India Transport Emissions – 2007 – Quantifying emissions without reliable data

Sudhir Gota

You simply cannot generate reliable emission estimates without accurate data. In fact, I would not hesitate to claim that “Without reliable data, transport emissions forecasting is as good as “fortune telling””. You need to consider the numbers with a pinch of salt or many a times consider the estimates as only numbers!
The reason why I am coming up with such an argument is because yesterday India released its 2007 Green House Gas inventory. I think it has some big problems with the transport estimates. It claims that the “road transport sector emitted 123.55 million tons of CO2e, which is 87% of the total emissions from the transport sector. The transport sector emissions include all GHG emissions from road transport, railways, aviation and navigation. It suggests that “the total number of registered vehicles in the country has increased from 5.4 million in 1981 to 99.6 million in 2007. Two wheelers and cars constitute nearly 88% of the total vehicles at the national level”.
The problem with the total numbers of vehicles in India is that registered vehicles cannot be used for estimates as we don’t have active scrappage/renewal system. Not many people have an idea as to how to guess the number of vehicles on road. Even the activity information (vehicle travel/year in km) is not available on public domain and often people borrow the numbers from some isolated studies and from other countries or other researchers.
In order to highlight the data issues, following are some of the critical issues

1. Vehicles
a. No breakdown by mode type and engine technology (e.g. Euro 1 or Euro 2 compliant, etc.)
b. limited data on active vehicle fleet
c. No data on splitting small cars with big cars, MUV’s, LCV’s
d. Isolated surveys to determine age of the vehicles
2. Fuels
a. No fuel split available - gasoline, diesel, alternative fuel
3. Activity
a. No data on urban vs rural share of movement
b. Occupancy – how many people/load
c. Annual surveys and proper methodologies on vehicle-km travelled, passenger-km travelled, and tonnes-km rarely exist
d. Reasonable data on fuel consumption per km travelled on various transport modes. This issue is critical as quoted values from lab testing differs from actual on road values
4. Emission factors
a. lack of locally representative emission factors for existing vehicle fleet

Coming back on the India’s 2007 estimate of 123 million tons in 2007 for an activity information of 99 million vehicles is too low as seen from the below graphic. In fact the estimates of CO2 /vehicles is lesser (1.2) than what researchers have quantified for passenger transport (ratio of 1.5 for passenger vehicles. Including commercial vehicles in estimation would expand this figure to a range of 2 to 4).
Strangely, the same authors, in an earlier study had quantified 106 million tons in 2000 with 48 million vehicles. Then why is that the doubling of vehicle numbers not showing impact?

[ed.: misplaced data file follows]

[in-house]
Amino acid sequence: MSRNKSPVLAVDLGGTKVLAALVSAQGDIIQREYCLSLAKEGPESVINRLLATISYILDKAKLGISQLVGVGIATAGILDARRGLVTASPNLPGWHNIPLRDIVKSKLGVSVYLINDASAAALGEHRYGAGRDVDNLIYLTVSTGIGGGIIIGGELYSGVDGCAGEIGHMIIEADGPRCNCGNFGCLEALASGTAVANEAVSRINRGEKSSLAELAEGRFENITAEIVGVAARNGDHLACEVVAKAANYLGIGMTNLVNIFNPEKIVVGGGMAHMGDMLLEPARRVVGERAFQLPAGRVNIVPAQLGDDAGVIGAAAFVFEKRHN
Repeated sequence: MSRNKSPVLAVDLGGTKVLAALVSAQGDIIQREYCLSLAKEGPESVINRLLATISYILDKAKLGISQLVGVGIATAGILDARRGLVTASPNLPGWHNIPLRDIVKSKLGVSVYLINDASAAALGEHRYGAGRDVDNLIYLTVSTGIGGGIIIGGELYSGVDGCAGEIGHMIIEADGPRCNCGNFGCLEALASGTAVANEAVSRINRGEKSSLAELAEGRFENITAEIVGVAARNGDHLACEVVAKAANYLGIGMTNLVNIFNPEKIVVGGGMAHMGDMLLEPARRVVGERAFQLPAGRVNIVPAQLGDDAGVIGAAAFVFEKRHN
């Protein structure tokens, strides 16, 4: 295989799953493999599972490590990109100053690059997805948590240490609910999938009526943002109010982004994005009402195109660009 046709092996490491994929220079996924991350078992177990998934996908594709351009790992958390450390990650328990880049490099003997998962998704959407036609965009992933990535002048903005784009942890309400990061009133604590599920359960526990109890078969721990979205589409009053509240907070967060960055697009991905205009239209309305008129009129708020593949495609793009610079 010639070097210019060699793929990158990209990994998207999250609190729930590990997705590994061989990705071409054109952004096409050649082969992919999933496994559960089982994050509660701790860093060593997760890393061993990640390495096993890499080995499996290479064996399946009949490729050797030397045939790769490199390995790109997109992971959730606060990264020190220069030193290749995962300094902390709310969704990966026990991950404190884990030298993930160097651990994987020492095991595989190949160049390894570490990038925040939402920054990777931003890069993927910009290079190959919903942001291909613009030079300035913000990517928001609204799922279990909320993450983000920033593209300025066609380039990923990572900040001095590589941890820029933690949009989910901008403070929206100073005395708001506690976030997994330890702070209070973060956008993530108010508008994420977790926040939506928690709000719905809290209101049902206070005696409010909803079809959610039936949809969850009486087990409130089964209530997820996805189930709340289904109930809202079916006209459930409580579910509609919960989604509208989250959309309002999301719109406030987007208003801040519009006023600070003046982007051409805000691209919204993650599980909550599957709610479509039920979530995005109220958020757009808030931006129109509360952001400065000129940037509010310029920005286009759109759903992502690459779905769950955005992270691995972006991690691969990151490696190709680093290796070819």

One thing that hits hard in the below graphic is the huge variation of CO2 and vehicles. It seems that researchers do not agree with each other … a classic case of elephant and the blind men !!


Sudhir Gota

Quantifying emissions from Railways (including LRT/MRT) is really tricky. Some of the variables which often trouble analysts are – use of construction, technology and occupancy factors which can make or break an analysis. Last year, Mikhail Chester brought forward a very interesting analysis on complete carbon footprint of transport modes and this study was critically accepted. The study provided a comprehensive environmental life-cycle assessment of not only vehicle and fuel components but also infrastructure components for automobiles, buses, commuter rail systems and aircraft. Many processes were included for vehicles (manufacturing, active operation, inactive operation, maintenance, insurance), infrastructure (construction, operation, maintenance, parking, insurance), and fuels (production, distribution). The vehicles inventoried in the study were sedans, pickups, SUVs, urban diesel buses, light rail, heavy rail and aircraft.

The important argument made by Chester was that one needs to closely look at the occupancy of Rails and its built infrastructure which often tip the scales. But, more often researchers think that one can always borrow the emission factors from different sources and this would provide some estimates of reasonable accuracy. This is a myth.

In order to demolish the argument of usage of common emission factor, we summarize many of the emission factors [1]available online. The data collation was further helped by inputs from ADB-TA - Reducing Carbon Emissions from Transport Projects.

It is to be noted that emission factors have been quantified using different methodologies with different boundaries. What sets them apart is the huge variation. The variation is between 16 to 1200 g/pkm. The Asian MRT’s which have very high occupancy ratios have values between 20 to 110 g/pkm. Segregating heavy rails, MRT and LRT may help in refining this further. However, it is to be noted that emission factors cannot be constant but dynamic with time in order to reflect changes in design, occupancy and other factors.

Thus, one cannot borrow the emission factor straight away. What one should do is to measure the fuel/electricity consumption to derive emissions. There is no easy way out.

[1] Please send us a request in case you would like to access the sources.